Setting the Scene

The status of biodiversity and the integration of flora and fauna have turned the haor into a uniquely beautiful feature of the landscape of Bangladesh. As the haor region is a marginalized area of the country, women and farmers face enormous challenges in the daily struggle of survival. The populations of the haor districts varies, the highest in Sylhet (3.36 million) and the lowest in Maulvibazar (2.10 million).

Although a little more than half of the population (53.67 percent) depends on agriculture, the corresponding figures for Sylhet and Netrokona district are not similar. Only 35 percent of haor dwellers depend on agriculture, while the rate is 71 percent in Netrokona.

However, instead of limiting themselves in agriculture, the haor inhabitants depend on a variety of occupations for their livelihood. A great portion (12.52 percent) of haor people makes their living through business. Others are employed at non-farm labor (6.13 percent), service (5.65 percent), fishery (2.59 percent), and transport (2.39 percent). A noteworthy percentage (3.41 percent) of the population depends on remittances sent by family members working abroad.

Socioeconomic and Environmental Losses

An average 50 percent cropped area in haor entirely lost its crops which was mainly Boro rice. However, community reports the damage to be much higher which is close to 90 percent in many areas. For example, Kishoreganj lost 90 percent of its rice crops according to the community; which however was 31.8 percent on average according to the official statement.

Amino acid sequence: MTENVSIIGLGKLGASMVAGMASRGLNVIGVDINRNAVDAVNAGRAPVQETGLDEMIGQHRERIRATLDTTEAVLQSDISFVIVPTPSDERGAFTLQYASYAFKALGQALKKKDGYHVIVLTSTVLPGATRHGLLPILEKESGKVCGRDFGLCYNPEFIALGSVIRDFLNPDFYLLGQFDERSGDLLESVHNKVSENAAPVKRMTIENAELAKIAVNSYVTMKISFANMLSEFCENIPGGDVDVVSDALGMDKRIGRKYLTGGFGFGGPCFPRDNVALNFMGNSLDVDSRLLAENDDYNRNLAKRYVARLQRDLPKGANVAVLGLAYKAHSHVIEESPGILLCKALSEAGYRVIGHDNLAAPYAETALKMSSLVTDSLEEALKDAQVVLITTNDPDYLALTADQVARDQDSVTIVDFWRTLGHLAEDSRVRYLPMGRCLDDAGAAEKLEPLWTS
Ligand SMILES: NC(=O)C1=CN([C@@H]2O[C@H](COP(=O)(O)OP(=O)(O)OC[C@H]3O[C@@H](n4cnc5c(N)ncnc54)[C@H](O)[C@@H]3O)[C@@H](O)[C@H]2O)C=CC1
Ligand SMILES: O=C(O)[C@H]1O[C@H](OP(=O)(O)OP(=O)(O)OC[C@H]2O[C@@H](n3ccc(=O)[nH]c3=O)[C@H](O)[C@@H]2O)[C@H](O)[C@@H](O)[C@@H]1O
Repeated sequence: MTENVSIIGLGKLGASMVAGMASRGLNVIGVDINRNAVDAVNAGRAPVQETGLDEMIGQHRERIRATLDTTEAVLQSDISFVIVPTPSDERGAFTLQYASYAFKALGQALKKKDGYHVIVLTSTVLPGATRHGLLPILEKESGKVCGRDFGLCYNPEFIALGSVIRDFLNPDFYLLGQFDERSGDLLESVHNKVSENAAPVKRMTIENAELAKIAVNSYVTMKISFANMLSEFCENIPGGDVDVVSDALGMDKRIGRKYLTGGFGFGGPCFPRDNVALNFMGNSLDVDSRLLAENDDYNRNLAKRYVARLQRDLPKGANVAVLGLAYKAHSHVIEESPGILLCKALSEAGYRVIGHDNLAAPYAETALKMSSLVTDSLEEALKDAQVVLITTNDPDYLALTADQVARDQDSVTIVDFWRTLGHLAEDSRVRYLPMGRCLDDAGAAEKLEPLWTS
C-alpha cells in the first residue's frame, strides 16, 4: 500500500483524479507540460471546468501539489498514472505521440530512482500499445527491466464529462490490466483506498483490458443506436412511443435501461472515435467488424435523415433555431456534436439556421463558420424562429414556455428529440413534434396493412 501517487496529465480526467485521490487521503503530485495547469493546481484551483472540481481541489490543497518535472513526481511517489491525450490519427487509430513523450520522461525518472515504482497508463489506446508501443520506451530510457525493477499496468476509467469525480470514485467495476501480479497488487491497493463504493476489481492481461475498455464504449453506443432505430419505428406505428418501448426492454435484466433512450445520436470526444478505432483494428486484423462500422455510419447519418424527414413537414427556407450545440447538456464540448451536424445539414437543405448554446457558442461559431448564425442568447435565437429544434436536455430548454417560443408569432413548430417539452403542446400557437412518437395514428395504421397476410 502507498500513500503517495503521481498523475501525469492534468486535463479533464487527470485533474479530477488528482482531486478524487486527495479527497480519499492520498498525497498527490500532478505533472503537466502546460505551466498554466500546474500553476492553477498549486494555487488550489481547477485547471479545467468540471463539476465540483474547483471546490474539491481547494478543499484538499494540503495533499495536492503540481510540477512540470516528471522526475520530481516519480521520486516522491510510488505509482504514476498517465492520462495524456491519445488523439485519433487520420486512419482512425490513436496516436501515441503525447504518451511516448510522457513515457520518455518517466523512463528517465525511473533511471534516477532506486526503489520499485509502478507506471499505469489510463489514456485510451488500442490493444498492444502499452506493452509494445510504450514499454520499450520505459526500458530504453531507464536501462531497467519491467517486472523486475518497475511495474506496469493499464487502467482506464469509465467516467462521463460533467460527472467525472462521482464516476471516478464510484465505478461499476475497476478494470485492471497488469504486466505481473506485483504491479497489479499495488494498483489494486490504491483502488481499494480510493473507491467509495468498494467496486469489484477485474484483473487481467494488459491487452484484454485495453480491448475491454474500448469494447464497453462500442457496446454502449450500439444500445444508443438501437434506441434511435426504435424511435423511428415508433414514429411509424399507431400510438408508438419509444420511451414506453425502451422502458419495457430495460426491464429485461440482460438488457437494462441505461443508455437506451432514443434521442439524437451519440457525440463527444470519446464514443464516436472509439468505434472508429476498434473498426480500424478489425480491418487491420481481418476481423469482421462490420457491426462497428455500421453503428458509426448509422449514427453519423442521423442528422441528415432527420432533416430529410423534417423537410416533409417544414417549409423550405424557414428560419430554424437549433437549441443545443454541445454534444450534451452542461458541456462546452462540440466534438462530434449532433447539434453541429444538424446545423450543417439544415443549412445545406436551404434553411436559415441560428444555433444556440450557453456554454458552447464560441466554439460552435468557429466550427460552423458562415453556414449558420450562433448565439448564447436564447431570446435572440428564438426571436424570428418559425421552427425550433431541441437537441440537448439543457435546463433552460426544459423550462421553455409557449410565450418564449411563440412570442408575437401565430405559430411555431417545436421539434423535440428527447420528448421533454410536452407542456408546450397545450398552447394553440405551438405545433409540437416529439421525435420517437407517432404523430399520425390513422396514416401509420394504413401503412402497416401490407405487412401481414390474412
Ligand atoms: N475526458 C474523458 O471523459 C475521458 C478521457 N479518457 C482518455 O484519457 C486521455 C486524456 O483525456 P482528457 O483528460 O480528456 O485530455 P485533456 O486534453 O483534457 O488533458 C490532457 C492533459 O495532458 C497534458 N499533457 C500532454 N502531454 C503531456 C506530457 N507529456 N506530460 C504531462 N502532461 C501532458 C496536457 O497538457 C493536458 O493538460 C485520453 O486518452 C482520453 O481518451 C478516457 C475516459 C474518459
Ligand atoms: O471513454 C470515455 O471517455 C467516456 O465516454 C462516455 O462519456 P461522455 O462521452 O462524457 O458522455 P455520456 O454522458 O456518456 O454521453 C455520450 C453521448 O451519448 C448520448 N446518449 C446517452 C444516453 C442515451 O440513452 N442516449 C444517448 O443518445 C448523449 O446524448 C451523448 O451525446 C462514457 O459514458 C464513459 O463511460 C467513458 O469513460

An immediate impact on fishery was ponds being washed away. Fish losing reported in Sunamganj, Kishoreganj, Netrokona, Moulvibazar and Sylhet. In Kishoreganj, it was mostly culture fishery. An estimated 903 MT of fish loss was reported. According to the fisheries office of Sunamganj, fishes of 20 haors from 11 Upazilas suffered from murrain. Among the Upazilas are Sadar, South Sunamganj, Jagannathpur, Dharmapasha, Dirai, Tahirpur, Jamalganj etc. Among the Haors are Dekhar, Dharam, Dhankuniya, Cheptir Haor, Chayar Haor etc.

Haor flood not only damaged human food, it also drowned animal food. It means a loss of fodder (straw) which in total is estimated to be 452,189 MT for all 7 affected districts. This made the environmental biodiversity of the region vulnerable to an extreme food crisis. Farmers and local cattle industry not only suffered from shortage of their own food but also fodder for their cattle. They are reportedly selling away their cattle at low rates. In addition, poor water quality and disease have killed ducks in number of areas further adding up to the damage. In the remote villages of the district, by drinking the polluted water of the haor, duck and ducklings also died.

Common Challenges in Haor

The overriding challenge of the inhabitants of haor is perhaps the fact that they have limited livelihood options if their existing livelihoods are disrupted by natural calamities. The complexity of this challenge restricts their livelihood options-holding them back from joining the journey towards national progress.

The haor inhabitants mainly rely on Boro crops and fishing, while a smaller section depends on livestock rearing and small business. Hence, enhancing climate resilient livelihood of haor inhabitants-a livelihood that can sustain its key functions (food, income, poverty reduction) and absorb the impacts of disasters and shocks without causing major disruption in the day-to-day functions -is their utmost need, in line with the priority of SDGs and 7th Five Year Plan (FYP) of Bangladesh.

Apart from that, underdeveloped state of communication infrastructure leads to the various challenges, insufficient amount of private sector investment and small-scale entrepreneurship in these areas.

Concluding Remarks

Decentralize the power, empower the women, Proper adaptation strategies, combine climate tolerant crops, financial incentives to farmers and public participation are indispensable in haor regions to communicate livelihood challenges solution.

The Writer is an Environmentalist and Associate Member, Bangladesh Economic Association

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